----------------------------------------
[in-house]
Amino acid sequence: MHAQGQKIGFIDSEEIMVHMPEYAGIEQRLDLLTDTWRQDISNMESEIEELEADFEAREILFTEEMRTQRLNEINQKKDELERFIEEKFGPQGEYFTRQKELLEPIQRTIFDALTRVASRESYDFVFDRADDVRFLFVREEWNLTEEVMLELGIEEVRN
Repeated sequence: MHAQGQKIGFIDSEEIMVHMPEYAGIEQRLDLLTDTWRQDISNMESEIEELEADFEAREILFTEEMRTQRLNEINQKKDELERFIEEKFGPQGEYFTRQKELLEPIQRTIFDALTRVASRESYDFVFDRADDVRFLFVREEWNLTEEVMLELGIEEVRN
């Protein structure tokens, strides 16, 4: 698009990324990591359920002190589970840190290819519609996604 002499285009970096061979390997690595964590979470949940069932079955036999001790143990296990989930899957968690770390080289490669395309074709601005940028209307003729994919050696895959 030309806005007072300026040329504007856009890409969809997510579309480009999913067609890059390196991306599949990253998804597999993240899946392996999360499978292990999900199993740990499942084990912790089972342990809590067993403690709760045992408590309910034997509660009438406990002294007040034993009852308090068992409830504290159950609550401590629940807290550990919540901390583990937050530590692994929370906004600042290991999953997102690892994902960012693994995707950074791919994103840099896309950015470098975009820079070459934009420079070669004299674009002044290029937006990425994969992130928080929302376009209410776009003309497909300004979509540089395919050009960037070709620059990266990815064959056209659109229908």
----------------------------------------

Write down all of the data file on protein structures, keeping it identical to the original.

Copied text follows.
[in-house]
Amino acid sequence: MHAQGQKIGFIDSEEIMVHMPEYAGIEQRLDLLTDTWRQDISNMESEIEELEADFEAREILFTEEMRTQRLNEINQKKDELERFIEEKFGPQGEYFTRQKELLEPIQRTIFDALTRVASRESYDFVFDRADDVRFLFVREEWNLTEEVMLELGIEEVRN
Repeated sequence: MHAQGQKIGFIDSEEIMVHMPEYAGIEQRLDLLTDTWRQDISNMESEIEELEADFEAREILFTEEMRTQRLNEINQKKDELERFIEEKFGPQGEYFTRQKELLEPIQRTIFDALTRVASRESYDFVFDRADDVRFLFVREEWNLTEEVMLELGIEEVRN
């Protein structure tokens, strides 16, 4: 698009990324990591359920002190589970840190290819519609996604 002499285009970096061979390997690595964590979470949940069932079955036999001790143990296990989930899957968690770390080289490669395309074709601005940028209307003729994919050696895959 030309806005007072300026040329504007856009890409969809997510579309480009999913067609890059390196991306599949990253998804597999993240899946392996999360499978292990999900199993740990499942084990912790089972342990809590067993403690709760045992408590309910034997509660009438406990002294007040034993009852308090068992409830504290159950609550401590629940807290550990919540901390583990937050530590692994929370906004600042290991999953997102690892994902960012693994995707950074791919994103840099896309950015470098975009820079070459934009420079070669004299674009002044290029937006990425994969992130928080929302376009209410776009003309497909300004979509540089395919050009960037070709620059990266990815064959056209659109229908």